For a different reason than I don’t, as it happens:
So, what is this all about?
It is about the fact I’m tired of getting fan letters saying “I
finally read your books, having hesitated long and hard to start.
Forgive me, but the fact that you’re female made me doubtful.”
Ah, yeah, that. And then I became conscious of an hesitation to pick up female-written books, myself.
I, who am a female writing books, and who have been formed as a
reader by a veritable battalion of writing females, suddenly subjecting
to greater scrutiny books by females, and asking friends “is she okay?”
before starting a new female author.
Why? Oh, not because of what is between the author’s legs. No, that
never interested me, before or since. What makes me hesitate is the
mush that younger females have had their heads filled with, often from
One of the first warnings of this was when a young college student
joined our writers’ group. (She is now a bestselling author.) Her
education had been exquisite and expensive, and yet… And yet she believed things like that there had been great women
fighters in the middle ages, and the men had suppressed all memory of
them. Or that my best friend and I didn’t have college degrees (both of
us had Masters) because we were stay at home moms.
I don’t judge her too harshly on these beliefs. It’s really hard to
examine the things that adults told us when we were very young. Note
how until recently I believed my cousin Dulce had died because I refused
to share my bread and butter with her. (I suspect being rebuked, then
hearing she’d died got conflated in my mind.) And that wasn’t even an
intentional guilt trip.
But I find myself reading about women as they never were, women
without agency oppressed by a far more coordinated patriarchy than any
male I know could manage, let alone a group of males. I find myself
reading about men as they never were, too, men who are all plotting and
evil and powerful or else cringing ball-less cowards. And then there is
the Marxism that afflicts the younger, “well educated” ones. And the
preaching. Oh, my LORD, I never took well to preaching, even in
So, I hesitate before picking up new women writers. Though I do pick
them up. I even tolerate a fair amount of feminism and left wing
ideology if it’s so well wrapped in the story it doesn’t pop me out of
it. Most of the women and some of the men above are/were definitely on
the left, but they can tell a story, and that’s all I care about.
Looking at my reading lists for the past few years, it is readily apparent that although women are some of my favorite authors – Tanith Lee, Ellis Peters, Agatha Christie, Susan Cooper, Murasaki Shikibu – I very seldom read women who write today. If it weren’t for the Hugo Awards, I wouldn’t have read any at all this year.
Why? Because, for the most part, they bore me. Women write best when they write about what truly interests them, which is interpersonal relationships. But shoe-horning a woman’s novel into a science fiction, or fantasy, or worse, military science fiction skin is not only uninteresting, it’s quite often downright cringe-worthy.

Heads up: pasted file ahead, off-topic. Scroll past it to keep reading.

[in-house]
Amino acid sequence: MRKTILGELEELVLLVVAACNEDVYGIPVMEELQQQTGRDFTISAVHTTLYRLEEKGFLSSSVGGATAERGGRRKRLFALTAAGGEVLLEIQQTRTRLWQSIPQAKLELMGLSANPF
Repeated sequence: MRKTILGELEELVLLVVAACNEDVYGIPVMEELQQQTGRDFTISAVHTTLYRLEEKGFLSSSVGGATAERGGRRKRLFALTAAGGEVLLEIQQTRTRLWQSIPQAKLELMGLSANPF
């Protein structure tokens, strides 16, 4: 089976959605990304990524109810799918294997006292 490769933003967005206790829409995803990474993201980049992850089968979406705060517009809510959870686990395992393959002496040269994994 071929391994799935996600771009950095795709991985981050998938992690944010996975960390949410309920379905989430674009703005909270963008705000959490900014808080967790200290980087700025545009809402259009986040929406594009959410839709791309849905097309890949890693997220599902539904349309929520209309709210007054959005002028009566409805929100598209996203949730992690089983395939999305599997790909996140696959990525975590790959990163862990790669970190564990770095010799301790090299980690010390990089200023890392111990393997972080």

The problem, as I see it, is that most female writers are too solipsistic to be interested in ideas beyond pushing the current Narrative. It’s too bad, because they are vastly superior in their understanding of socio-sexual relations than are their gamma male counterparts in the SF/F genre. At the very least, women writers understand that men pursue women and that women are attracted to men for reasons that have nothing to do with how assiduously he respects her and avoids expressing any undue interest in her. (I can reliably ID a male writer’s socio-sexual status by how he describes male-female relations, and most male writers in SF/F are gammas.)
But at the end of the day, I don’t give a damn about whether the author’s Mary Sue protagonist goes for Alpha Male 1 or Alpha Male 2, which is the central question around which most female-written fiction revolves. This may explain why, when I look at the female authors I like reading, I notice that they almost uniformly utilize male protagonists.
Ellis Peters – Brother Cadfael. Agatha Christie – Hercule Poirot and the famously celibate Miss Marple. Susan Cooper – Will Stanton. Tanith Lee utilizes a broad range of protagonists, but most of them are male. Even Lady Murasaki’s classic novel revolved around Hikaru Genji, the shining prince.
Now, there are no doubt exceptions to be found, but as a general rule, name a woman author with a female protagonist and you can be fairly certain that regardless of what else might be going on in the book, a significant percentage of the text will be devoted to answering one of two questions: a) will she or won’t she? and b) Alpha Male 1 or Alpha Male 2?
If that interests you, fine. There is nothing wrong with that. But I, for one, am not very likely to read it. A great book is a great book, and it doesn’t matter who writes it, but women writers should keep in mind that many readers have been burned many times by other women writers who have attempted to sell them a romance in non-romance wrapping.
Play the reader dishonestly that way and he – or she – will never give you another chance.